Needless to say, the storyline itself is somewhat of a living thing, allowing for changes as the season progresses and occasionally drifting from its original path. Last week I spoke to Naomi Grossman, the actress behind this season's popular microcephalic Pepper, who told me that while she had no doubt there was a carefully thought-out general plan for each season, she wouldn't be surprised if the writers used online fan reaction throughout the season to help gauge the way certain aspects of the story would proceed. That is entirely possible for a show that plans its production schedule so that the show wraps for the season just weeks before the finale airs. "[T]here's really no time for [second guessing ourselves] in a show like this," Grossman told me. "We really have to just jump in and do it."
I reached out to other cast and crew members for comments about the production process and, out of personal curiosity, the dynamic of working with the iconic Ms. Lange. Many either never responded or gave me various versions of 'no time to comment' (through publicists). One person involved in the show assured me via email that Ms. Lange was a dream, but refused to comment on the record about anything that may be construed as gossip, adding: "The fact is [Lange] is the queen bee -- so anything that sounds at all like a diss could absolutely get me nixed from next season."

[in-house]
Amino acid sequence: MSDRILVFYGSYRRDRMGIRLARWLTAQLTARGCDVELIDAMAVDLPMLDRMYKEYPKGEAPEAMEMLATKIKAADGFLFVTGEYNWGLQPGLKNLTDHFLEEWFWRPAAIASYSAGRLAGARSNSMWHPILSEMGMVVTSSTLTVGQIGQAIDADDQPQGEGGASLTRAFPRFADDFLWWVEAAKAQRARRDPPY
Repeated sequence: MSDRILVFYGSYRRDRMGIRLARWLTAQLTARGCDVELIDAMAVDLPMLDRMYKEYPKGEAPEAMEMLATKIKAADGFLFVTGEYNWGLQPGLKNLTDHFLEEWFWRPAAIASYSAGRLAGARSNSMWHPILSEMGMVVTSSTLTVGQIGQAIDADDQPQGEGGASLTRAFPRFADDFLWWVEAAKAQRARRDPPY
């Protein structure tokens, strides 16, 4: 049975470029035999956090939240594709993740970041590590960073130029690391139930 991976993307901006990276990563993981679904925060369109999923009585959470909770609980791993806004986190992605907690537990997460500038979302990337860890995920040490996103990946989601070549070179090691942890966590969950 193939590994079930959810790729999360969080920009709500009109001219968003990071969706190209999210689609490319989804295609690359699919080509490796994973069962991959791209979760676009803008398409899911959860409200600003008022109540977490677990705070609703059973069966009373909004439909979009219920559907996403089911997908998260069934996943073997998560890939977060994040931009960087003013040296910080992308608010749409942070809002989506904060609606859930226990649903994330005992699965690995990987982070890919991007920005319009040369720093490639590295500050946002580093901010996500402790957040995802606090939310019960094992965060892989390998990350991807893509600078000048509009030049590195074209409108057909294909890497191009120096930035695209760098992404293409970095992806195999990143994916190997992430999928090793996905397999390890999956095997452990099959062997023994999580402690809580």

A show like this, which exists for the sake of its cast and the wild whims of Murphy, his star, and his band of writers, will always bring about criticism. The sheer wackiness of it means that it's impossible to please all fans, and there is certainly a consistent flow of complaints. It's too crazy, too weird. It isn't real horror. It is, after all, called American Horror Story, so why isn't it scarier? The fact of the matter is that's never been the purpose of the show. It's called American Horror Story, yes, but (strange as it may sound) it's always been about real American horrors -- the terrible things that affect real people every day. The first season dealt with tragedy, the death of loved ones, child abduction, school shootings, home invasions; and on a more personal level: infidelity, the destruction of a family, and dealing with the ghosts of the past. The second season involved (well, lots of crazy things, but mainly) rape, the deterioration of the mind, poor health care, being locked away unjustly, women and gays/lesbians being persecuted, etc. All the rest, the demons and the ghosts and the other horror tropes, are more metaphorical than anything else. It's a little on-the-nose sometimes, but when it works, it works.